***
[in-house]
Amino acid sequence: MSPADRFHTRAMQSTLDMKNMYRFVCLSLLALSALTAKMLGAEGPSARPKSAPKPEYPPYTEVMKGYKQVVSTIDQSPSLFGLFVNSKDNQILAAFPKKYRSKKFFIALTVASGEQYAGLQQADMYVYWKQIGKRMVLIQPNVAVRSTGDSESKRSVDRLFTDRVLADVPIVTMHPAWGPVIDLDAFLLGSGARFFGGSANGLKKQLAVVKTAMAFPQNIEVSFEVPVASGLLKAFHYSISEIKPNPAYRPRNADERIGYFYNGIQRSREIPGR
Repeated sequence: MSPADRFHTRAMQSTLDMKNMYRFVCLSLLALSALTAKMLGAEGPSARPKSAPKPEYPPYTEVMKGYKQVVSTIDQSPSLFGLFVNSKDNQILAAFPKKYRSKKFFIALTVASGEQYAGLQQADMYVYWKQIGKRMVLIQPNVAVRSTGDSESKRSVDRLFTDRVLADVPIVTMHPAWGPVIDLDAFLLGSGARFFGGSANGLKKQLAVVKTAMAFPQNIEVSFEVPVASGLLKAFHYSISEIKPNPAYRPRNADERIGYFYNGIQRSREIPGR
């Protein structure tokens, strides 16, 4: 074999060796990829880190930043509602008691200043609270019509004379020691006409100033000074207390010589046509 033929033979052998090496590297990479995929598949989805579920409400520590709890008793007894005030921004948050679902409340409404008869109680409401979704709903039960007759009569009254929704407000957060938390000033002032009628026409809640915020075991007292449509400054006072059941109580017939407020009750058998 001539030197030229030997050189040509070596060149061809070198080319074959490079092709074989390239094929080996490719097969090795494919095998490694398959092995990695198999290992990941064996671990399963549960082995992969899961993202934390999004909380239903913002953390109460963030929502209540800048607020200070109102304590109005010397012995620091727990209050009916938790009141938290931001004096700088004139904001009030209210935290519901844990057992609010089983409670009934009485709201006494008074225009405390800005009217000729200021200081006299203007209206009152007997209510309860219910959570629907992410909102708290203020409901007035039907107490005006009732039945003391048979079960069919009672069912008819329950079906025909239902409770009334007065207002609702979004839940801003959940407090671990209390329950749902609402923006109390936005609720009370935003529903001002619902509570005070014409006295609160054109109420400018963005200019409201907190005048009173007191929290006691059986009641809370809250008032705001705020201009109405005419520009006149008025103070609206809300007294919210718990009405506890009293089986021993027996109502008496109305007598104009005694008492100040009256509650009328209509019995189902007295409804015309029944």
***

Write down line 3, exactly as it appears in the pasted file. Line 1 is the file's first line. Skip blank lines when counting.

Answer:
Repeated sequence: MSPADRFHTRAMQSTLDMKNMYRFVCLSLLALSALTAKMLGAEGPSARPKSAPKPEYPPYTEVMKGYKQVVSTIDQSPSLFGLFVNSKDNQILAAFPKKYRSKKFFIALTVASGEQYAGLQQADMYVYWKQIGKRMVLIQPNVAVRSTGDSESKRSVDRLFTDRVLADVPIVTMHPAWGPVIDLDAFLLGSGARFFGGSANGLKKQLAVVKTAMAFPQNIEVSFEVPVASGLLKAFHYSISEIKPNPAYRPRNADERIGYFYNGIQRSREIPGR